Bill Fitzwater Cooperative Chair
A few weeks ago I started discussing the areas that a good board needs to get right. A good board needs to have the right structure, the right members in that structure using the right process and evaluating the right information to focus on the right decisions with the right follow through. Admittedly, that is a lot of things to get right. However, there are two more areas which you might not have thought about.
A good board needs to have the right culture. Culture involves the “soft” elements of board process and is difficult to define and refine. Board culture is the accumulation of traditions and habits of work that have developed over time. Culture involves the written and unwritten rules that guide behavior. The style of meetings and the style of debate are part of a board’s culture. Culture also relates to the degree of formality in the boardroom, the level of openness of discussion and the critical thought processes of the directors. Culture cannot be ignored or taken for granted. It requires careful consideration and nourishment from all members of the board, and especially from the board chair.
The final area your board needsto get right is remuneration. Board member remuneration is almost a forbidden topic in agricultural cooperatives. In most cooperatives, board member compensation is mostly symbolic. Having customer owners on the board is a key difference and key strength of the cooperative business model. Cooperative members may even be reassured by the fact that board members are basically volunteering their time and thus are only driven by an unselfish desire to improve their cooperative. While admitting that we cannot compensate board members on a level comparable to corporate boards, cooperatives should not ignore the need to reward board members for their time and effort.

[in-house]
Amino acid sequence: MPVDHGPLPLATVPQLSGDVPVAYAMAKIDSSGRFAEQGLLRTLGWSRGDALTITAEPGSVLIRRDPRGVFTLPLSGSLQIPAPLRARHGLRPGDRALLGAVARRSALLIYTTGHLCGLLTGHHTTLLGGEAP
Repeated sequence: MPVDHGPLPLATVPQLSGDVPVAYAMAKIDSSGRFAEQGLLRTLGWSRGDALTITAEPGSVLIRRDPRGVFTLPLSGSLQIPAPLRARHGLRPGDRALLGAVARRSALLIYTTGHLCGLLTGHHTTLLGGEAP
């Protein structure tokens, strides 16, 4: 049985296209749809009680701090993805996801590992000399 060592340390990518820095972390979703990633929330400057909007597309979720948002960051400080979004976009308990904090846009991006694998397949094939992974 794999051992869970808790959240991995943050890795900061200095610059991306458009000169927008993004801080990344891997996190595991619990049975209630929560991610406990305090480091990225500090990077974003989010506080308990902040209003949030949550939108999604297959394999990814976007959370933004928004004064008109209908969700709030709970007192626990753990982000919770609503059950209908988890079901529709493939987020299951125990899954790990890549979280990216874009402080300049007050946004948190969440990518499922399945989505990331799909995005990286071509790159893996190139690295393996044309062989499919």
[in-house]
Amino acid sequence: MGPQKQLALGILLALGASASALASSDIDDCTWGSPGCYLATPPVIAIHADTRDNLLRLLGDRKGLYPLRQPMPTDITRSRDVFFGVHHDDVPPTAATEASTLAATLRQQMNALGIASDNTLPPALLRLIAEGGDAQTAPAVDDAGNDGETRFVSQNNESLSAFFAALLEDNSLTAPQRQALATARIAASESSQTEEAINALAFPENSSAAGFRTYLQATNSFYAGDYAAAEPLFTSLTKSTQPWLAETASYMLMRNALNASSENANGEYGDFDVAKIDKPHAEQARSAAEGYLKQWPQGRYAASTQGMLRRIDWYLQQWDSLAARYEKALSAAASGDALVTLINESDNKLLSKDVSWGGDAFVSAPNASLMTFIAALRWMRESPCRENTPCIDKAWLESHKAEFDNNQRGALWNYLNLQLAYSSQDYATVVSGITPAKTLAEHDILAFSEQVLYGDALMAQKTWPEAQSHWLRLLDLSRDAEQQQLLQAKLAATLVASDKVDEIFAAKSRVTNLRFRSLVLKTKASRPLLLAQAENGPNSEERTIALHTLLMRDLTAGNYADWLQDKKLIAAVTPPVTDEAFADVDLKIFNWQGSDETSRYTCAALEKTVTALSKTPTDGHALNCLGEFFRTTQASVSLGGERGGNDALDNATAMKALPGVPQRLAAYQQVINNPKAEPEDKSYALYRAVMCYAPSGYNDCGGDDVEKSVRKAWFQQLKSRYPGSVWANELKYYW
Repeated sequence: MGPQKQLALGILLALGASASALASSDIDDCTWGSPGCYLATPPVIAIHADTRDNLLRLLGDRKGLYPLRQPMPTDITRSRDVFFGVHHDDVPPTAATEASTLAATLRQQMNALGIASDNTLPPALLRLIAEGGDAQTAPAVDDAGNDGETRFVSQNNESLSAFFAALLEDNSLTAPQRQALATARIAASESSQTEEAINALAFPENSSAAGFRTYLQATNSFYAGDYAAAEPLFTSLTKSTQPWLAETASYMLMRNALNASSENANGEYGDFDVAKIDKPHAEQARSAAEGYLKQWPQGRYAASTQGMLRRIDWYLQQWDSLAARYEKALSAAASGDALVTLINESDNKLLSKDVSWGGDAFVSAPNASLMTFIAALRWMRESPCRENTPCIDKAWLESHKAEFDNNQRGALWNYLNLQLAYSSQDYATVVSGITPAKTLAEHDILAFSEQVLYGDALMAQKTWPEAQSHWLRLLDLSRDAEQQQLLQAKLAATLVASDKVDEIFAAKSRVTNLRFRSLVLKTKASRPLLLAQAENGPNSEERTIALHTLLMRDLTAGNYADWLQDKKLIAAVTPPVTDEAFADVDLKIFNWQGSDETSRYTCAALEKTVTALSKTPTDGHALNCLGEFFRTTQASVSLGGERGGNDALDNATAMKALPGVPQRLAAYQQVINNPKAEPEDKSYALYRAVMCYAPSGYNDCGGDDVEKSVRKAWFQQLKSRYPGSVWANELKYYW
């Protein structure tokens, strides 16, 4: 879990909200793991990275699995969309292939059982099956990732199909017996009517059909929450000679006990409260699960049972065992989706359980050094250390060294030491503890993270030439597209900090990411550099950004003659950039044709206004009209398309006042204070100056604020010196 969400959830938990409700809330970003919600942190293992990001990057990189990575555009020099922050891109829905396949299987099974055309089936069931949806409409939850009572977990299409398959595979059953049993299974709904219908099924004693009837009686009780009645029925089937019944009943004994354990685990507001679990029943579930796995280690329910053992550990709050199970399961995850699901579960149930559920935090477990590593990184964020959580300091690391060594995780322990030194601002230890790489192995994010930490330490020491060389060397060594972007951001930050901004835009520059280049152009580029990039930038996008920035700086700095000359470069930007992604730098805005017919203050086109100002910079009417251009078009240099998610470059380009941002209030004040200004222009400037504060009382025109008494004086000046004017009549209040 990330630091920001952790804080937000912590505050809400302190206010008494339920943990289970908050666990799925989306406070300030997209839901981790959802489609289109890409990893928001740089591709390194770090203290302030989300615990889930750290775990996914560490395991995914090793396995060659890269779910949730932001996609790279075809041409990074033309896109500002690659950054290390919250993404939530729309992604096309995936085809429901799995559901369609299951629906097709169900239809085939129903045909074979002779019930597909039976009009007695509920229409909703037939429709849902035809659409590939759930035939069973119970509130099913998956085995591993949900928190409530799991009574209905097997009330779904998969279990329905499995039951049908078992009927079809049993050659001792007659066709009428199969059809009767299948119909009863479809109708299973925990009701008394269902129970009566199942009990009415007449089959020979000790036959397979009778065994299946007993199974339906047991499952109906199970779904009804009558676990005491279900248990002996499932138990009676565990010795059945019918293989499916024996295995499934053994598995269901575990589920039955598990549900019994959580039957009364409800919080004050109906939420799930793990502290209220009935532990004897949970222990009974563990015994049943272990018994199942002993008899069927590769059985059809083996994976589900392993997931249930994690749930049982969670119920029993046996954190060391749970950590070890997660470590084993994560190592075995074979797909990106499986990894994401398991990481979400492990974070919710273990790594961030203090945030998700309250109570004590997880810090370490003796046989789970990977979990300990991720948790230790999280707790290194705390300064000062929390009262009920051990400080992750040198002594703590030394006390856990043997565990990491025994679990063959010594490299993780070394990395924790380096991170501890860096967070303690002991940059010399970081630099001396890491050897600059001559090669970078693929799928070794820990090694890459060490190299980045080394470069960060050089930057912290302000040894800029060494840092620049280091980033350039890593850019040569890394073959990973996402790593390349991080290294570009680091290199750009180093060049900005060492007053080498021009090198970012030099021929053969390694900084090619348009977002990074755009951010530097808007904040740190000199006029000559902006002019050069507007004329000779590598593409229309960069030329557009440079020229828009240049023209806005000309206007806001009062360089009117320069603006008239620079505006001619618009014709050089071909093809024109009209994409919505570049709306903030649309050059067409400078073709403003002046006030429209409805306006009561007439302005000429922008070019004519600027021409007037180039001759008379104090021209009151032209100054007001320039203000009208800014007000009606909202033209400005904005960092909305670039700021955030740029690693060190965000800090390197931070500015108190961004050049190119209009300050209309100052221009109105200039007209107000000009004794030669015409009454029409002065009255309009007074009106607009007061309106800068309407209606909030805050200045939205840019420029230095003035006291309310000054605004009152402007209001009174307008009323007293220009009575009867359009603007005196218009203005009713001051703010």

The best path may be through opportunities for education and personal development. Board education programs improve skills in finance, strategic planning, feasibility assessment, project management, decision making and host of other topics. Board members can use those same skills on their own operations. Cooperative industry retreats and conferences also let board members get a big picture view of the issues and development in agricultural industries. They also allow for cross pollination with CEOs and board members from other industries. Cooperatives may not be able to compensate directors for what their time is worth, but they can make their board tenure a worthwhile experience.
Building a great board is simple. You just have to make the right decisions in the right areas at the right time! As they said in the 1960’s “right on”!